Taiwan curtain producer plans to move to Cambodia from China

PHNOM PENH (The Phnom Penh Post/ANN) - Nien Made Enterprise Co Ltd, a leading Taiwan-based curtain manufacturer and seller has revealed plans to expand in Cambodia to avoid the fallout from the Sino-US trade war.

Leading Taiwan-based curtain manufacturer and seller Nien Made
Enterprise Co Ltd has revealed plans to expand in Cambodia to avoid the
fallout from the Sino-US trade war, the Taipei Times reported on
Saturday.

A Nien Made Enterprise public relations officer told the Times that
the firm will expand its production line in Southeast Asia and will
shift orders for finished products from China to Cambodia to avoid the
risk of US tariffs.

“The US-China trade dispute has forced us to expand production
in Southeast Asia,” he told the Times, adding that Cambodia will offset
a labour shortage in China.

Currently, about one-third of the company’s ready-made products, such
as blinds, are made in China, but it plans to gradually shift the bulk
of its operations to Cambodia over the next few years.

Garment Manufacturers Association in Cambodia (GMAC) deputy
secretary-general Kaing Monika welcomed the company’s plans. He said the
Kingdom needs sustainable private sector development to achieve its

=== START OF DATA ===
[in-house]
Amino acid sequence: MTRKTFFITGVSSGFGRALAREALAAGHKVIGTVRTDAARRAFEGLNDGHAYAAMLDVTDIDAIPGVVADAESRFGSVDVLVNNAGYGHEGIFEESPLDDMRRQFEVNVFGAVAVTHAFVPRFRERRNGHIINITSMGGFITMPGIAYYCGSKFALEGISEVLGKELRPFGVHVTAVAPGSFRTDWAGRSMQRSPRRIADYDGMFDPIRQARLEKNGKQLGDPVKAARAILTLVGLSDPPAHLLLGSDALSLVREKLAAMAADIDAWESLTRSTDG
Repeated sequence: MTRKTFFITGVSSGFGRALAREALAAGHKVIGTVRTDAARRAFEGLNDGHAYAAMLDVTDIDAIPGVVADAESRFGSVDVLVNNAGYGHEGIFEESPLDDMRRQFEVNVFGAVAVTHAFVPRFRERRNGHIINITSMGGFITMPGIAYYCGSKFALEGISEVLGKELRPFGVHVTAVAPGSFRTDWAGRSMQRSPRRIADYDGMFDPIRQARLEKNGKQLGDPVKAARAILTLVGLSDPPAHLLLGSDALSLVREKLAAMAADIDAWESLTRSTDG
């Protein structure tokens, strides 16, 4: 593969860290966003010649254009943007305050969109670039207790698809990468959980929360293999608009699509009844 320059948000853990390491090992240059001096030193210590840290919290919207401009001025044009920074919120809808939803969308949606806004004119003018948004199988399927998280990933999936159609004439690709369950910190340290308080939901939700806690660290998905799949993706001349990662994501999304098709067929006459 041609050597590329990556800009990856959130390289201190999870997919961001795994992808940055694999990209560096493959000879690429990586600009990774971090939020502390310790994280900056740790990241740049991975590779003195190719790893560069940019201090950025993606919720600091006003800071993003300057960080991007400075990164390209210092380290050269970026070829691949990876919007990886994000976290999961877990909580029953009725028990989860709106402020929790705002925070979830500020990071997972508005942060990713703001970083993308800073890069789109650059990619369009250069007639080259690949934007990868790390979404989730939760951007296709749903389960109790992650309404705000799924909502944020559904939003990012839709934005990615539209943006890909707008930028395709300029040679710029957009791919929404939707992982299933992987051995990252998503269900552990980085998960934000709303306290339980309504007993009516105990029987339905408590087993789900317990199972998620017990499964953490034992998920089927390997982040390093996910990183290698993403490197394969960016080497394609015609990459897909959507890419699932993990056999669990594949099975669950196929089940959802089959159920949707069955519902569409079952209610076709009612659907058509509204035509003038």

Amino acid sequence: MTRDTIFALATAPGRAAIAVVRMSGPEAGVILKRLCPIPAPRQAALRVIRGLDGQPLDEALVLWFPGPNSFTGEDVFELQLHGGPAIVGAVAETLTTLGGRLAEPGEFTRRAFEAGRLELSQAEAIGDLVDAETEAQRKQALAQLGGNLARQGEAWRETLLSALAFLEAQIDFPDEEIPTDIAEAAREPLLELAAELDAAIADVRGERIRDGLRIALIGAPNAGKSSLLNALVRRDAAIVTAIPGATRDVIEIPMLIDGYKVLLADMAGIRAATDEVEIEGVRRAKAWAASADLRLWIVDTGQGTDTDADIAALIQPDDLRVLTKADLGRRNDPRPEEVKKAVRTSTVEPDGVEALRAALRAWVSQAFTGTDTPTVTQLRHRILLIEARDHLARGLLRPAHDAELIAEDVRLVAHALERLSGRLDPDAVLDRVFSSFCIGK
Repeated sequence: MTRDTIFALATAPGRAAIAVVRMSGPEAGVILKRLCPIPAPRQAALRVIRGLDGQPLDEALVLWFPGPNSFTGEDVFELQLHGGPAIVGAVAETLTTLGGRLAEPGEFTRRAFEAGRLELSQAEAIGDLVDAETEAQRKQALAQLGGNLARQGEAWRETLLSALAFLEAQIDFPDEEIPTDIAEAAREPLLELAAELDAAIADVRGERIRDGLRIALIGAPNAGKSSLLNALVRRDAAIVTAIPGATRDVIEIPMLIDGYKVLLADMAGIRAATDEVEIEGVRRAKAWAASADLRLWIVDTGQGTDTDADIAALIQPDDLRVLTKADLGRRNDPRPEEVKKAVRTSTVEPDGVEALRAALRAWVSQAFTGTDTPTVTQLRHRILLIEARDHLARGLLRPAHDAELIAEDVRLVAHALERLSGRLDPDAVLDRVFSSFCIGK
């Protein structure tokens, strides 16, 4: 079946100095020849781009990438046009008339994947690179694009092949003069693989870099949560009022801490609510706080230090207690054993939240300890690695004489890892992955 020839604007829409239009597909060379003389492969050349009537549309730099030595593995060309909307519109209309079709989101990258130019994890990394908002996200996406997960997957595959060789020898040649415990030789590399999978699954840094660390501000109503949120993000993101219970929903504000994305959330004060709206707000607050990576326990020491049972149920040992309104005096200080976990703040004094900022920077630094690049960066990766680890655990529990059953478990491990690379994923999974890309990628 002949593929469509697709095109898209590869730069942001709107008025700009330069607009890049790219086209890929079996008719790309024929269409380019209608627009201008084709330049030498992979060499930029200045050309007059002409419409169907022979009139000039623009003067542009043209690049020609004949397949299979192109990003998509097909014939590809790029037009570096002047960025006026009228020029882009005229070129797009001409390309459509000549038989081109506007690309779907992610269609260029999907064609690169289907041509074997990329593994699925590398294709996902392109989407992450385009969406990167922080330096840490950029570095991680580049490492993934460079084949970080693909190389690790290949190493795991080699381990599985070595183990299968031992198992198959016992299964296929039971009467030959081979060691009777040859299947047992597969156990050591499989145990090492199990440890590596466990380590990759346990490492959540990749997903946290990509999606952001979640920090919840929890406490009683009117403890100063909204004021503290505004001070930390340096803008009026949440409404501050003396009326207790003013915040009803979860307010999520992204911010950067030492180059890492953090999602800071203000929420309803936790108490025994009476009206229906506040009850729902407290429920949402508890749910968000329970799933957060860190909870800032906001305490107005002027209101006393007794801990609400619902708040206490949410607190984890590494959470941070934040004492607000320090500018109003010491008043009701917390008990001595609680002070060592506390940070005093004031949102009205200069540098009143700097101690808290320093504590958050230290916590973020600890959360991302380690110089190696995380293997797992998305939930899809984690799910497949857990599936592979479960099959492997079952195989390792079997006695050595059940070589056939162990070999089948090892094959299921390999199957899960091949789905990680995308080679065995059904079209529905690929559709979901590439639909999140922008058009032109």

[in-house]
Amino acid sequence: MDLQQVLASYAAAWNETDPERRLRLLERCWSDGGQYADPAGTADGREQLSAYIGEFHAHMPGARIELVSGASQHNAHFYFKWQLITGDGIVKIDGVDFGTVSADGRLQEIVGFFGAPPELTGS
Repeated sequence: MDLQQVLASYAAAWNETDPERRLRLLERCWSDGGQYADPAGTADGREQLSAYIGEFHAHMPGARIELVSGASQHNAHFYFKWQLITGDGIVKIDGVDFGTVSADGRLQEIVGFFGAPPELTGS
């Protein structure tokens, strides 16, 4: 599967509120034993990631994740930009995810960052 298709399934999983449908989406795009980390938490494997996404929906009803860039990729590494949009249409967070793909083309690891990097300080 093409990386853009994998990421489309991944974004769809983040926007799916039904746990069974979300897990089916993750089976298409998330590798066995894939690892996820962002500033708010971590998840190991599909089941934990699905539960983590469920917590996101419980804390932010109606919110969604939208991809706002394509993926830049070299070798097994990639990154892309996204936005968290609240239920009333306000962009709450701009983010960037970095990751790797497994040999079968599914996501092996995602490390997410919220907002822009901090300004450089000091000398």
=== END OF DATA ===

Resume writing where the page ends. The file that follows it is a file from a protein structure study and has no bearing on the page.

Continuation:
economic goals by 2030 and 2050.

“It is good news for Cambodia that there is an increase in investment
in the industry and a presence of new products and new investors that
can contribute to better economic growth in Cambodia,” he said.

However, he said Cambodia needed to strive even more in a fast-changing, competitive global environment.

“We still have opportunities to improve in terms of business costs,
such as the cost in doing business, transportation costs, documents and
higher minimum wages,” he said.

Nien Made Enterprise currently operates a window blinds factory in Cambodia.

Taiwan-based Eclat Textile Co, a sportswear supplier to Nike Inc and
Lululemon Athletica Inc, is also slated to invest in more facilities in
Southeast Asian countries – including Cambodia – as it plans to “move
beyond Vietnam” amid heightened risks of US tariffs.

In the first half of this year, the Council for the Development of
Cambodia approved 153 investment projects worth around $5.2 billion, an
increase of 48 from the same period last year.

According to GMAC, 34 new factories opened in the first half of this year, of which 32 produce travel goods and two footwear.

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